Military contractors are assisting militaries and civilian government agencies throughout the world and across the mission spectrum, including planning, training, logistics, and security. Their use in support of a range of security-related activities is growing. Employing private military contractors (PMCs) for any security purpose, has both distinct advantages and disadvantages. PMCs are seen as having inherent advantages over militaries with regard to cost, flexibility, and responsiveness. Relying on PMCs, though, does have its share of risks—including safety and liability issues, performance, force management, compliance with international and domestic laws, and lost resources because a capability is outsourced rather than retained.
With this increase in contractor use in general, and the rise of privatized firms that are specifically organized to provide security services, the question is now how to determine the right force mix to most effectively and efficiently complete a task or mission. In some cases, contractors may be the best choice; however, they are not the perfect fit for every mission or the right solution for all skill or manpower shortages.
Despite their recent pillorying, PMC’s have existed since before the condotierri and will continue to exist after America’s campaigns. This week (April 14-19th) we will discuss their utility and future, especially in the maritime domain.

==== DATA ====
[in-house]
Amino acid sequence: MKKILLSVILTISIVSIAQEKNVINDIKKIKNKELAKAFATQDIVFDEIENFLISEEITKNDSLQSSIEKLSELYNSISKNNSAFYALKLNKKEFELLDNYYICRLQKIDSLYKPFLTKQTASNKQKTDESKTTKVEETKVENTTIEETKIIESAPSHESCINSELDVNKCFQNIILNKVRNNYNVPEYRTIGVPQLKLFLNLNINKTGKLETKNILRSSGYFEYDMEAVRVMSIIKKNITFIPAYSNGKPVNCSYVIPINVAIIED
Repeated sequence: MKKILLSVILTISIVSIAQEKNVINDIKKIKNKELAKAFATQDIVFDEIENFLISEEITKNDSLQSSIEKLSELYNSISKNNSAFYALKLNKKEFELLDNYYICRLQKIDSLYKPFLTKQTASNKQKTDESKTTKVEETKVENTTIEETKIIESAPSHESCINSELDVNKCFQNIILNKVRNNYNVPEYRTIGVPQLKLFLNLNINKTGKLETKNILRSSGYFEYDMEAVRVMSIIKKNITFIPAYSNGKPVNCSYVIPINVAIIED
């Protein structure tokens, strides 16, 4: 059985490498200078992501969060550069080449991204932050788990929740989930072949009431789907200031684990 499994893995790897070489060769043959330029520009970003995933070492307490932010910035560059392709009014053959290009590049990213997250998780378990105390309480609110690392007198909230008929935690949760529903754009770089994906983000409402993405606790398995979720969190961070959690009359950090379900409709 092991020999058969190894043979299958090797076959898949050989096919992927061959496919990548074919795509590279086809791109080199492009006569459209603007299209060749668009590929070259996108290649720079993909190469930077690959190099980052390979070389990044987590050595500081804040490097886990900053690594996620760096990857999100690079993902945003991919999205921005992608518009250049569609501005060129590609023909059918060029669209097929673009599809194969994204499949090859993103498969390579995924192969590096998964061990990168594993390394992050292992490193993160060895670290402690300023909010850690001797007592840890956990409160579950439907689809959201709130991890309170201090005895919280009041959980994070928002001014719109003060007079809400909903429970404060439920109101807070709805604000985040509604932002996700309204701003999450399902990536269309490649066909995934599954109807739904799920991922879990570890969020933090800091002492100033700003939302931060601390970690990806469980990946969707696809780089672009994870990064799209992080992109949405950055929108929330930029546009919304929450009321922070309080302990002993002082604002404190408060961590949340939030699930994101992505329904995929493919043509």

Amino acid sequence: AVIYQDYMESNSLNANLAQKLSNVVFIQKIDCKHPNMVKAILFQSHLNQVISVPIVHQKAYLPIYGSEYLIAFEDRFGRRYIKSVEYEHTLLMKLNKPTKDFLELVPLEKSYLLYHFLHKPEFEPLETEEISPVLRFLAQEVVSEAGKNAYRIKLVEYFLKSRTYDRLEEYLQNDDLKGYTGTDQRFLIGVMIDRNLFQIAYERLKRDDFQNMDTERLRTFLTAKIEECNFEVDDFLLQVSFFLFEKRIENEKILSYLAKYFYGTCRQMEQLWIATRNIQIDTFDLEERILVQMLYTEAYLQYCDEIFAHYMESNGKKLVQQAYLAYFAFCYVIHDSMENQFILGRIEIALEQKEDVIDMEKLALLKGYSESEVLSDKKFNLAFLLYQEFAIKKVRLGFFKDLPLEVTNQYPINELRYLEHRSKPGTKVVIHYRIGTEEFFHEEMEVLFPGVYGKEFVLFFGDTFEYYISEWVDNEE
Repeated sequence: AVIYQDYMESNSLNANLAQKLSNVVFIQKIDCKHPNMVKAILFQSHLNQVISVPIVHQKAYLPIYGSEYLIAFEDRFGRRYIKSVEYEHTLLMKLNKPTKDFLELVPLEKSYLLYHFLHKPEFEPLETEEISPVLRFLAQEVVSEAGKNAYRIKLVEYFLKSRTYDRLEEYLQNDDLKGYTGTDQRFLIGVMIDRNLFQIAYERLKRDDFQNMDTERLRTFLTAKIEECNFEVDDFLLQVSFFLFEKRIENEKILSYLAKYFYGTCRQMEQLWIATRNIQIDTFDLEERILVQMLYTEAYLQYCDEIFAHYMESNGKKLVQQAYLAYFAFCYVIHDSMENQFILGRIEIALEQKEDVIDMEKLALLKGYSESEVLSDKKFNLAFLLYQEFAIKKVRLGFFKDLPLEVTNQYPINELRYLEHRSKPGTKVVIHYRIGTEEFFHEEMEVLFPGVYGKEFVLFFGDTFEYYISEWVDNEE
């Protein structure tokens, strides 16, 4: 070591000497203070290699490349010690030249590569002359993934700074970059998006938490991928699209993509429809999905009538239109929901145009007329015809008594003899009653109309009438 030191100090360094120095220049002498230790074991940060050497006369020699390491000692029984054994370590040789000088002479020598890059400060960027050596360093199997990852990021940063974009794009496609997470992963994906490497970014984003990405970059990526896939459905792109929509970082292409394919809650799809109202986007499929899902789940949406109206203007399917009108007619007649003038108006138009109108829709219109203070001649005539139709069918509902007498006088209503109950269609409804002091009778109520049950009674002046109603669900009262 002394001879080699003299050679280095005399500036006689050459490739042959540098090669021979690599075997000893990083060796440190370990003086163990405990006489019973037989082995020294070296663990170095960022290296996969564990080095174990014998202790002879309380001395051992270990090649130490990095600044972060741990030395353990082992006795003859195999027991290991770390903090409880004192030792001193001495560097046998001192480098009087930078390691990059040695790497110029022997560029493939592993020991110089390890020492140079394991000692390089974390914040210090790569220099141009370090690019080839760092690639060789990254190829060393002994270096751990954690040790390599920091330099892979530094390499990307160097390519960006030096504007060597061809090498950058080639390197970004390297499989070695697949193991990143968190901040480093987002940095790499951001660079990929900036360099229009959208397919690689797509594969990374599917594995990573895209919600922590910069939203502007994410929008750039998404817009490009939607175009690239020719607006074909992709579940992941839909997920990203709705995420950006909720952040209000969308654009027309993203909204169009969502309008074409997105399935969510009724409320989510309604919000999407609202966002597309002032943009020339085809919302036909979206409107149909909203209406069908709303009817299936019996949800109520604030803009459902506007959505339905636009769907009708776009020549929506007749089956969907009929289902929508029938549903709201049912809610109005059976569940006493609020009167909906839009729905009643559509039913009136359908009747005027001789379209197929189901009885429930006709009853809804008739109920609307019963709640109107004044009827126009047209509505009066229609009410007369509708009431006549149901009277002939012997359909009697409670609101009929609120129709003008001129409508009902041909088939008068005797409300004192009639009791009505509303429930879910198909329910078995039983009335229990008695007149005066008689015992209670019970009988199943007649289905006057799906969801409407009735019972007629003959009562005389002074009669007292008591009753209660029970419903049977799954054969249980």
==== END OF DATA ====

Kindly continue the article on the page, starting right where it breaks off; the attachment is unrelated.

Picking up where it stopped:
– Whither the Private Maritime Security Companies of South and Southeast Asia? Part 1 – Scott Cheney-Peters
– Whither the Private Maritime Security Companies of South and Southeast Asia? Part 2 – Scott Cheney-Peters
– PMSCs: The End or the Beginning? – Claude Berube
– America Should End Mercenary Contracts, Part 1 – Tim Steigelman
– America Should End Mercenary Contracts, Part 2 – Tim Steigelman
– A Response to “America Should End Mercenary Contracts” – Claude Berube
– Troubled Waters? The Use of the Nigerian Navy and Policy in Private Maritime Security Roles – Dirk Steffen
– Risks in Contracting Government Security Forces in the Gulf of Guinea – Dirk Steffen
– Also be sure to check out Sea Control’s interview with Erik Prince, former CEO of Blackwater. He describes the challenges of African logistics and how his new public venture, Frontier Services Group, will attempt to tackle them.